Hospitals should consider the elimination, reduction or combination of service lines that are unprofitable. Outsourcing the management of certain service lines may reduce costs while also maintaining or improving outcomes. On the other hand, high-volume and profitable service lines should be expanded. By analyzing market demand, hospitals can offer new services and attract new physicians or patients by doing so. Still, changes in staffing might be a likely option for many hospitals to pursue. The reduction of overhead costs, such as operating room utilization, can be accomplished through stricter scheduling and process standardization.
Value-Based Purchasing and performance periods
It is separate from IPPS and won't kick in for another year, but hospitals shouldn't rest on their laurels and brush the Value-Based Purchasing program to the sidelines. It presents another instance where hospitals will be based on their performance, which is being measured this very moment.
The VBP program, as outlined in Section 3001 of PPACA, is based on measures used in the Hospital Inpatient Quality Reporting program. This includes 17 processes of care measures, claims-based measures, structural measures and patient experience measures as indicated by the HCAHPS survey. VBP isn't set to kick in until Oct. 1, 2012. Hospitals that improve out comes or achieve certain performance standards, compared to their baseline performance, will receive incentive payments for discharges occurring on or after that time. Still, hospitals have already been measured and are currently in the midst of another performance period.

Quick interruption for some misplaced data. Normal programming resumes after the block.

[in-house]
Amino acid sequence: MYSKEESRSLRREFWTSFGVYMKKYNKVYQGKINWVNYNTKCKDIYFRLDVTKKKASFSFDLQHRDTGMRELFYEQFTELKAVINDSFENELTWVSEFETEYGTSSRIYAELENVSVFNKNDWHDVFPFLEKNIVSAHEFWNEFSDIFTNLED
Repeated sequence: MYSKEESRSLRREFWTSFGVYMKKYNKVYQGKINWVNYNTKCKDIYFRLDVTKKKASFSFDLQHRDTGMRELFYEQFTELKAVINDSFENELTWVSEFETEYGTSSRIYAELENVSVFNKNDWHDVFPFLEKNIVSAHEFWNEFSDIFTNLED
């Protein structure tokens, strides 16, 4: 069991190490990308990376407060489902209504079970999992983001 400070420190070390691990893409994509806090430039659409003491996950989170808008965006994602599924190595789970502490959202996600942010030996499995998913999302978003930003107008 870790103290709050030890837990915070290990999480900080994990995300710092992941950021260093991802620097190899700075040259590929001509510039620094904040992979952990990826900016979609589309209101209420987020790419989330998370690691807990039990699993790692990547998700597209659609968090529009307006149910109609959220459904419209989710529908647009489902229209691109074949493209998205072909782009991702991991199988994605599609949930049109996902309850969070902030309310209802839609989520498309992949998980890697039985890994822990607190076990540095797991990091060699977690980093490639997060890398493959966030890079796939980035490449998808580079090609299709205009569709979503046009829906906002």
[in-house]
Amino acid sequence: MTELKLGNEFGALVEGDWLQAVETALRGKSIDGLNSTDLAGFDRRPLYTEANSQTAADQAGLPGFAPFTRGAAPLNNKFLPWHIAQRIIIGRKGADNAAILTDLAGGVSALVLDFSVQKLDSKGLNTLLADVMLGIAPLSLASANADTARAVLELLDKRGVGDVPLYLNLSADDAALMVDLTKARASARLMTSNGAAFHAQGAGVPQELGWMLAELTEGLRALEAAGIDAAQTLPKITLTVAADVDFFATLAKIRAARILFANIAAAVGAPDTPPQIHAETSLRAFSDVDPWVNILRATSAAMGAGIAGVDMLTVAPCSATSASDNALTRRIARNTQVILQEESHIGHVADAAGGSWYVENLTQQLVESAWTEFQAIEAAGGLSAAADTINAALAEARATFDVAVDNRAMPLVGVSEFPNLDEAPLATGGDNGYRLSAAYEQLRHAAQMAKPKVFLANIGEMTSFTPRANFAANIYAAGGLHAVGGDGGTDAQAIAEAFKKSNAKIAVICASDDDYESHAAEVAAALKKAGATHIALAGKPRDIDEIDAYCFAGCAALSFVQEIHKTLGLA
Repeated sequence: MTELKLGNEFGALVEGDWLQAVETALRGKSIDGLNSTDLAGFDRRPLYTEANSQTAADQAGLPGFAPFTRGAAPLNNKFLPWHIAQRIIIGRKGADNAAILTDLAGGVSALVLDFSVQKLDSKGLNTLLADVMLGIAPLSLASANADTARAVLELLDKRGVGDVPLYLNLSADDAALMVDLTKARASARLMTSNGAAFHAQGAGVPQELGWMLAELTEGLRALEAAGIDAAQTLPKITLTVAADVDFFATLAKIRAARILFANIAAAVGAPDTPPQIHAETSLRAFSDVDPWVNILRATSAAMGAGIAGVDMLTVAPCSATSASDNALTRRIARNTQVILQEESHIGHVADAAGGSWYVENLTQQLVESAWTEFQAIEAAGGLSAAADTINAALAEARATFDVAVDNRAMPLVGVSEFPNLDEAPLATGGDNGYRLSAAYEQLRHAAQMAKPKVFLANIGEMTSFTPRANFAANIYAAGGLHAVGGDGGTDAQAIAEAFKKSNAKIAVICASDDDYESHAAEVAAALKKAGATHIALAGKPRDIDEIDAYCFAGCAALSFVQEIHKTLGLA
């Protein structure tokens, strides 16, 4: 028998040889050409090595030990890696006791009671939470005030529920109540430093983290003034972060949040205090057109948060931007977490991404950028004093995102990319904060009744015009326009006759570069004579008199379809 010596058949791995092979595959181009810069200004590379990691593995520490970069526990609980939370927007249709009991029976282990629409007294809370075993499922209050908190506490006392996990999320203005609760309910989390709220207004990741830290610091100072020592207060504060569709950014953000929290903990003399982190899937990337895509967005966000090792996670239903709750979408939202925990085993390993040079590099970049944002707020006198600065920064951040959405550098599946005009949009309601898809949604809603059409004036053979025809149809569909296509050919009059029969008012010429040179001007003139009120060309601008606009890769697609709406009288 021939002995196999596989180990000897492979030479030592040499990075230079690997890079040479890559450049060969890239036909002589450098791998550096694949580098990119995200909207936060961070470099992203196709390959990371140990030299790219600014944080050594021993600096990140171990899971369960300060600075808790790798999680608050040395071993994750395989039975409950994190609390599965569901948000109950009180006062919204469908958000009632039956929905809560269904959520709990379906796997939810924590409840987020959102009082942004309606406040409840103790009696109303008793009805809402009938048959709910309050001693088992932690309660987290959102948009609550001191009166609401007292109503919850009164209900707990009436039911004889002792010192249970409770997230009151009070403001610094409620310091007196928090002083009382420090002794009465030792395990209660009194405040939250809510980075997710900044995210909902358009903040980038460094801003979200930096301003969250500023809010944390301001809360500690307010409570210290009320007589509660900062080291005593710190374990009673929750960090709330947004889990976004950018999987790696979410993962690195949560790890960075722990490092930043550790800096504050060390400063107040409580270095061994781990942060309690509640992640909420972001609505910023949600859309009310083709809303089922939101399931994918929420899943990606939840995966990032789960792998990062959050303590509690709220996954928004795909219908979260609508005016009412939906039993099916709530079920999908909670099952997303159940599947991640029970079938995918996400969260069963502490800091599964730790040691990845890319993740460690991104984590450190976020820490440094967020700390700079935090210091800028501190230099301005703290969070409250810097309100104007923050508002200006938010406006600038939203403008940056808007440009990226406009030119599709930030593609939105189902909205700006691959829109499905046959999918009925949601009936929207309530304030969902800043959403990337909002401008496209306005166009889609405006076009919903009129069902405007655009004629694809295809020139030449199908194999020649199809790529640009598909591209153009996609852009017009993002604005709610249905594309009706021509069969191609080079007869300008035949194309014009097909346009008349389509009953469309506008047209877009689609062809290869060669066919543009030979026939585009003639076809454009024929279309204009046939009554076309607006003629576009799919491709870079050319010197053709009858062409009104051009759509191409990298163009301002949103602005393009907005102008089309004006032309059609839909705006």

Quality data collected from July 1, 2009-March 31, 2010, will serve as the baseline for determining hospital's quality improvement. One year later, July 1, 2010-March 31, 2011 was known as the "performance period." Data collected from this timeframe (clinical process of care and patient experience) will be used to determine hospitals' achievement scores. This information will be compared to the national performance standards that were derived from the baseline period data. But that's not all — hospitals are being measured now for 30-day mortality rates for the FY 2014 VBP program. This 12-month reporting performance period goes from July 1, 2011-June 30, 2012.